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    Speakers urge Colo. regulators to turn down $182M rate hike

    January 24, 2022 - The Denver Post


      Speakers urged the Colorado Public Utilities Commission at a Wednesday hearing to reject a $182 million rate increase sought by Xcel Energy, saying it will put a burden on low-income customers even as the utility continues to make big profits in the state.

      Xcel Energy-Colorado, the state's largest electric utility, originally asked for a $343 million increase last summer. A proposed settlement with a number of interest groups and state agencies in December nearly halved the total.

      Under the proposed settlement, an average residential customer's monthly electric bill would rise by about $5.24, or 6.44%. Small businesses would see their monthly bills increase by about $6.64, or 6.24%, on average.

      If approved, the new rates would take effect April 1.

      Xcel Energy officials have said the money will pay for improvements and updates previously approved by the PUC. In a 2021 interview, Xcel Energy-Colorado, President Alice Jackson said the utility's rates in Colorado are 35% below the national average.

      But the increase would be one of the largest for Xcel Energy, said Leslie Glustrom with Clean Energy Action and a longtime participant in PUC issues. She said during a public hearing that federal filings show the Minneapolis-based utility reported $588 million in after-tax net income in the state in 2020.

      Regulators approved a $41.5 million rate increase for Xcel Energy at the end of 2019.

      Glustrom said the PUC's own records and public testimony provide everything it needs to send a strong message "that it's not OK to keep using Colorado as a cash cow" and to keep charging more while the price of renewable energy keeps dropping.

      Although Xcel Energy is moving toward using more renewable energy, it still gets more than 50% of its electricity from fossil fuels.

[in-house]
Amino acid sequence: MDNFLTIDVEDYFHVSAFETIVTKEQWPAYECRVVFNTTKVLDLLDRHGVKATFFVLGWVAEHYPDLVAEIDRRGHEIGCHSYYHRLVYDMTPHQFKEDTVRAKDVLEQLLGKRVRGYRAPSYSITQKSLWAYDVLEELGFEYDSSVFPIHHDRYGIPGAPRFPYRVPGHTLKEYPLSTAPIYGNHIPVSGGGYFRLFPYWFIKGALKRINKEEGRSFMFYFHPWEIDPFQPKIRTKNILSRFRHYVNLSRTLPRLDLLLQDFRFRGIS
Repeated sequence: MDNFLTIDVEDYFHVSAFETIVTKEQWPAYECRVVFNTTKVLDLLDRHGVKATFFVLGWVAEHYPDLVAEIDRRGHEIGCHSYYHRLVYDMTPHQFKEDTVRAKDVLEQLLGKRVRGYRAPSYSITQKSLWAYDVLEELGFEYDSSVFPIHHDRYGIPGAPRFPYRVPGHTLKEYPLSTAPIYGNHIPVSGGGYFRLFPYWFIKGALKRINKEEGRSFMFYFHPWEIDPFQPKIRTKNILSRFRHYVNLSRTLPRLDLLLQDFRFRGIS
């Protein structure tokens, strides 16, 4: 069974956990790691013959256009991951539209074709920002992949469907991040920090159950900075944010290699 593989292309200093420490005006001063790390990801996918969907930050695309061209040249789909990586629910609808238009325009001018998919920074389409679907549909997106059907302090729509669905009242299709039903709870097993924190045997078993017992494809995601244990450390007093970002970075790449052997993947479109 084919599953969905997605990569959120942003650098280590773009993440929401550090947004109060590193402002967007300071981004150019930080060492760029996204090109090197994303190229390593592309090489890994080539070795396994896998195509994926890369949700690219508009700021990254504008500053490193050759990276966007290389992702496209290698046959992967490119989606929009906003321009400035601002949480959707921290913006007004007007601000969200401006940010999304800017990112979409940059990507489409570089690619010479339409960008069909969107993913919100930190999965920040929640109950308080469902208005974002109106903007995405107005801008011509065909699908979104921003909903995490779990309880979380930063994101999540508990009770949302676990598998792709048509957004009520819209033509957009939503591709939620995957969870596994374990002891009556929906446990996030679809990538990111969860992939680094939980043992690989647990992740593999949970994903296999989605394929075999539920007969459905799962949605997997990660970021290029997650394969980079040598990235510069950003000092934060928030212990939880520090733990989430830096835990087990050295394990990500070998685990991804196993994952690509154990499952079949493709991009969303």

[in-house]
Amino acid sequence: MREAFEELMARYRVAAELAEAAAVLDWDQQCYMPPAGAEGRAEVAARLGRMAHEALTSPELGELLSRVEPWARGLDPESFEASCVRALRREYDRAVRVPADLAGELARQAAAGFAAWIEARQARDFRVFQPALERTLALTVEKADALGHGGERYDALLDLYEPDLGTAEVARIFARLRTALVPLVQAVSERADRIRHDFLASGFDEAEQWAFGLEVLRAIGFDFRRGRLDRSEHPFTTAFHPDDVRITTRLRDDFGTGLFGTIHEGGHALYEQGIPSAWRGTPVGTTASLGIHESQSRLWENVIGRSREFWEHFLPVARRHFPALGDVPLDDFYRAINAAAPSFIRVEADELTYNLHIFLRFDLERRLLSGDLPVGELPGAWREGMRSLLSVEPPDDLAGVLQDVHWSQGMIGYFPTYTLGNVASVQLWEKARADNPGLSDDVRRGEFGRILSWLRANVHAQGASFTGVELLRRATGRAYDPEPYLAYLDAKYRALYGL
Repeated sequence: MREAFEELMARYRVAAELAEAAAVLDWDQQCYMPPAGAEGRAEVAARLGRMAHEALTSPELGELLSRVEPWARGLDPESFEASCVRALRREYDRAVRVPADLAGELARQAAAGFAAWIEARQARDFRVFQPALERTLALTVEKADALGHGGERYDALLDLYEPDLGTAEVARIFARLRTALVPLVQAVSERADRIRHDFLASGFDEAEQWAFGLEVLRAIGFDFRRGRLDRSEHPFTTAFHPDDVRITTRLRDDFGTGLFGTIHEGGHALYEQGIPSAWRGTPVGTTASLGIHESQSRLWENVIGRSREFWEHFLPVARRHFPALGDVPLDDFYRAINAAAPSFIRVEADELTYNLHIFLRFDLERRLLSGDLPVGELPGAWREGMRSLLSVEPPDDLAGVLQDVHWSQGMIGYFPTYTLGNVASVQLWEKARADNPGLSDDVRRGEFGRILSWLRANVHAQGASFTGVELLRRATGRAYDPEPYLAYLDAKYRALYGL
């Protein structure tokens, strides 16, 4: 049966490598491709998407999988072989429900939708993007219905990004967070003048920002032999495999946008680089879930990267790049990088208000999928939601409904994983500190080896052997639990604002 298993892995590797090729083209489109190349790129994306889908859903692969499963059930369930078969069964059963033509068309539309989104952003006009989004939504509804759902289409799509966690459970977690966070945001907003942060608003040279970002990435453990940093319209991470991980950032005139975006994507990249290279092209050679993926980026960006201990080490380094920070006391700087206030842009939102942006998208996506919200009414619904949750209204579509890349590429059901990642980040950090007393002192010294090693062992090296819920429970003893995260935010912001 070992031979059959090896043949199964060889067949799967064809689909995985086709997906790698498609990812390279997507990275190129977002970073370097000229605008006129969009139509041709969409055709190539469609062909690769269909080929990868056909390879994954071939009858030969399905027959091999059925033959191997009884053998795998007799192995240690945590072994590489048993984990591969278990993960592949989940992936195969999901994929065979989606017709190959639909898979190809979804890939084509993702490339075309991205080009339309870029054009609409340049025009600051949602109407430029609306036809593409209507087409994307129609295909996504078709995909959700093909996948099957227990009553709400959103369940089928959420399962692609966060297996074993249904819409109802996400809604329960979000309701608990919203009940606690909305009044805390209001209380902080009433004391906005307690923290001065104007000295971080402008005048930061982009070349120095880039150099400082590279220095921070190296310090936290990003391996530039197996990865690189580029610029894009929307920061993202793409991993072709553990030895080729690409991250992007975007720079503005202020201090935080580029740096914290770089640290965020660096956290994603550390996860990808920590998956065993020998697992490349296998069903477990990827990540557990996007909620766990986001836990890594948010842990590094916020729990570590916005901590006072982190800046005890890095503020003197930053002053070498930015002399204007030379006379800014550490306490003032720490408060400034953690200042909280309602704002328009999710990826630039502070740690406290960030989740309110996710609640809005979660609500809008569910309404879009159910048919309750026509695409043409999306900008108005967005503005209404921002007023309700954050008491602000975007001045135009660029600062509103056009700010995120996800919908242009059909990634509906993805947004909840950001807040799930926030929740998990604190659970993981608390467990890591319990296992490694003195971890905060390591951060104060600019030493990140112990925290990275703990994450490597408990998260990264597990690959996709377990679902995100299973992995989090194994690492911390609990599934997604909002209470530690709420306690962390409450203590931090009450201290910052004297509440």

Xcel Energy spokeswoman Michelle Aguayo said that in 2020, 26% of the utility's power came from coal; 37% from natural gas; 31% from wind; 5% from solar; and 1% from other carbon-free sources.

      The company was the first electric utility in the country to set a goal of eventually being carbon-free. It has pledged to cut its greenhouse-gas emissions 85% by 2030.

      Bill Levis, a consultant for AARP Colorado, noted that Xcel Energy has testified that use by its commercial and industrial customers is decreasing compared to its residential customers. A rate increase, along with surcharges approved by the legislature to finance the state's transition to renewable energy, will disproportionately burden low-income residential customers and retirees on fixed incomes, Levis said in written testimony on the proposed rate increase.

      Parties in the negotiations over the rate increase that agreed to the settlement or didn't object include the PUC staff; the Colorado Office of the Utility Consumer Advocate; Energy Outreach Colorado; the Sierra Club; and Colorado Energy Consumers.

      Judith Kohler: or @JudithKohler


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